No cover-up, say Chinese officials
CHINESE doping officials said they were not trying to cover up Sun Yang's positive test and that they held back news of his three-month suspension because they did not want to make any mistakes with "the most famous athlete in China".
Sun, China's most successful male swimmer, secretly served his ban sometime earlier this year after testing positive for the banned stimulant trimetazidine. It was only yesterday that the China Anti-Doping Agency (Chinada) revealed that the 22-year-old world and Olympic champion had committed a doping offence.
"Sun is the most famous athlete in China and is known in the world, which means we need to handle his case very cautiously," Chinada deputy director Zhao Jian told the country's official news agency, Xinhua.
"This is huge bad news but we will not cover it up.
"We announce positive cases and test statistics in our quarterly reports just as Wada (World Anti-Doping Agency) requires."
Chinada said Sun had been given a three-month penalty because he had been taking trimetazidine for years to treat an existing heart problem and was unaware that the stimulant had been added to Wada's banned list in January.
Trimetazidine is normally used to treat angina, dizziness and tinnitus. AFP reported that it also improves glucose utilisation.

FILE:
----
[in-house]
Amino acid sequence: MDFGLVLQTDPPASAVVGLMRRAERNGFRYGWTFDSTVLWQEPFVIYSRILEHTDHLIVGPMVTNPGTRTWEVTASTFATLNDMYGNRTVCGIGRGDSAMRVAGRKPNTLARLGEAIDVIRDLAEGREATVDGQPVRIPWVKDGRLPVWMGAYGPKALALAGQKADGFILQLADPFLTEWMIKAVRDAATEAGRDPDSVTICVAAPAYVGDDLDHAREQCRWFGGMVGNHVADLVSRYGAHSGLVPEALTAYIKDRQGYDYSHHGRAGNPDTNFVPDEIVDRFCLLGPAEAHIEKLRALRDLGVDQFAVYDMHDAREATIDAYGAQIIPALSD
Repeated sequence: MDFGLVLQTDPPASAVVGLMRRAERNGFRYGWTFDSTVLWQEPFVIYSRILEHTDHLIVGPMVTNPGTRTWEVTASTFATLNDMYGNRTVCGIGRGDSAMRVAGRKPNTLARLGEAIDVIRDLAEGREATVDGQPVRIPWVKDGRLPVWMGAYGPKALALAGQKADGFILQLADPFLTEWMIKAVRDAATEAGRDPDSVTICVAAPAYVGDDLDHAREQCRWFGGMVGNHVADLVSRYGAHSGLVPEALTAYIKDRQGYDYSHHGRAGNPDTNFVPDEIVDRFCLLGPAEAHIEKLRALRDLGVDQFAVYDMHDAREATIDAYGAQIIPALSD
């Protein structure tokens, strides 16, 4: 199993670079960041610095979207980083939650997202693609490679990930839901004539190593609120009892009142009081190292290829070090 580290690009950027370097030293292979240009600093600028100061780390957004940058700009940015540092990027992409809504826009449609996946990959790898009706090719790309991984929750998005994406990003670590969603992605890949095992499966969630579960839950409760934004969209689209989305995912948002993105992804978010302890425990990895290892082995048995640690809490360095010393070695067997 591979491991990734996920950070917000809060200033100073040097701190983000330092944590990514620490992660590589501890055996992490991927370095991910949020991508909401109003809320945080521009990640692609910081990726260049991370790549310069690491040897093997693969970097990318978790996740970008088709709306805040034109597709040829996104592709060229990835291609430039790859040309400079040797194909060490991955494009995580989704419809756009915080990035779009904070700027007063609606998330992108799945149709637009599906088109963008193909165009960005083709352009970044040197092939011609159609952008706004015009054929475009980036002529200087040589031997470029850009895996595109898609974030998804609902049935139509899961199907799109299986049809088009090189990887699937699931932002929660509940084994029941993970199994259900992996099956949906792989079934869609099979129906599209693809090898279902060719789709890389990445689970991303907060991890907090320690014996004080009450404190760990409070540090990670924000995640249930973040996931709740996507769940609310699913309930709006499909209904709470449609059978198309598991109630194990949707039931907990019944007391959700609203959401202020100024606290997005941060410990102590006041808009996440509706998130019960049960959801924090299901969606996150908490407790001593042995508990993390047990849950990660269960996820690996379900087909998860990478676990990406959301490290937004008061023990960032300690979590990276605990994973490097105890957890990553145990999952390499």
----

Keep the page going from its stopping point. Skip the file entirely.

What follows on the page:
Sun tested positive on May 17 during the national championships and although he said he took the drug for medical reasons, Chinese officials said it still warranted a penalty.
Mr Zhao said the length of the penalty was appropriate. "Sun proved with sufficient evidence that he did not intend to cheat, which helped reduce his ban to three months," he said. "But his failure to inform the doping control official should be punished all the same."
Xinhua said he had waived his right to have his B urine sample tested and defended himself at a hearing in July.
Two months later, he took gold in the 400m and 1,500m freestyle and the 4x100m relay at the Asian Games in Incheon.
Sun, a two-time Olympic champion who also has five world championship golds to his name, has frequently faced controversy throughout his career.
At the Asian Games, he called the Japanese national anthem "ugly", a comment for which he later apologised.
Last year, he was suspended from commercial activities and warned about his personal behaviour after a battle with his coach over a relationship with an airline stewardess.
The swim star's notoriety grew in November last year when he was caught driving a relative's Porsche without a licence following a collision with a bus. He was jailed for one week and suspended from swimming for six months.
In comments reported by Xinhua yesterday, the Zhejiang native, who was also fined 5,000 yuan (S$1,060) and stripped of his national 1,500m title, said: "I was shocked and depressed at that time, but at the same time, it made me cherish my sporting life even more. I will take it as a lesson and be more careful in the future."
However, it remains to be seen whether his contrition will help win fans back. Comments from Chinese fans were overwhelmingly negative after the news broke, with many chastising Sun for what they saw as reckless and immature behaviour.
"He is a troublesome child who won't grow up," said one netizen on Weibo, China's Twitter-like microblogging service. Another asked: "Is this the price paid for shooting to fame while you are young?"